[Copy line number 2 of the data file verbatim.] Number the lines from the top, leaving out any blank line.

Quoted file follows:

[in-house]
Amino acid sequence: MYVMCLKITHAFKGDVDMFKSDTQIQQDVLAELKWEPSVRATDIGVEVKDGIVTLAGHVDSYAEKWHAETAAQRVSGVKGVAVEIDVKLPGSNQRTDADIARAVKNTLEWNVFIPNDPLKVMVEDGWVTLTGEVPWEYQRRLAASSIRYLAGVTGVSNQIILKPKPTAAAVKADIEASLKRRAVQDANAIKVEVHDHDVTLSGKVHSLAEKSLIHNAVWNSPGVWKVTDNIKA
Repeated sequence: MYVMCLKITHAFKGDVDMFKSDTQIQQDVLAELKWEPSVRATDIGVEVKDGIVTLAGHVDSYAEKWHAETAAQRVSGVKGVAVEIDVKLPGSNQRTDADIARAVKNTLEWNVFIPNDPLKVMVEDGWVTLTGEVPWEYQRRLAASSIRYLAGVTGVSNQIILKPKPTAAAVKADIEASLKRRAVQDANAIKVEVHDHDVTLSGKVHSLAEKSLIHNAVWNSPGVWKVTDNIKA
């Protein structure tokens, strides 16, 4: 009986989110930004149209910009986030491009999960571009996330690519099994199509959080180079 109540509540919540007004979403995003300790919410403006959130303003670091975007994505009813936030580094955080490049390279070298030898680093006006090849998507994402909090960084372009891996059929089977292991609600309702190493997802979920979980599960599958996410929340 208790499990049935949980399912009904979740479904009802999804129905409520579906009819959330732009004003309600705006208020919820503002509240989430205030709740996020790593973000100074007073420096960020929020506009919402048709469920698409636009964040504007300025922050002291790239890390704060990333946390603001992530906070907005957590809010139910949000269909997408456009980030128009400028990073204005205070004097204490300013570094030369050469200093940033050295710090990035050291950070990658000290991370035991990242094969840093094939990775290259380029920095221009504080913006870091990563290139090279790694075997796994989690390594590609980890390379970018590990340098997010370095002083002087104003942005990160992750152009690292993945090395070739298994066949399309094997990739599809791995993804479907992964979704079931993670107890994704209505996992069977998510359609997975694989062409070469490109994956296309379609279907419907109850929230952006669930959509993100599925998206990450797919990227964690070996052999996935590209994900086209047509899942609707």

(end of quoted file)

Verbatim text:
Amino acid sequence: MYVMCLKITHAFKGDVDMFKSDTQIQQDVLAELKWEPSVRATDIGVEVKDGIVTLAGHVDSYAEKWHAETAAQRVSGVKGVAVEIDVKLPGSNQRTDADIARAVKNTLEWNVFIPNDPLKVMVEDGWVTLTGEVPWEYQRRLAASSIRYLAGVTGVSNQIILKPKPTAAAVKADIEASLKRRAVQDANAIKVEVHDHDVTLSGKVHSLAEKSLIHNAVWNSPGVWKVTDNIKA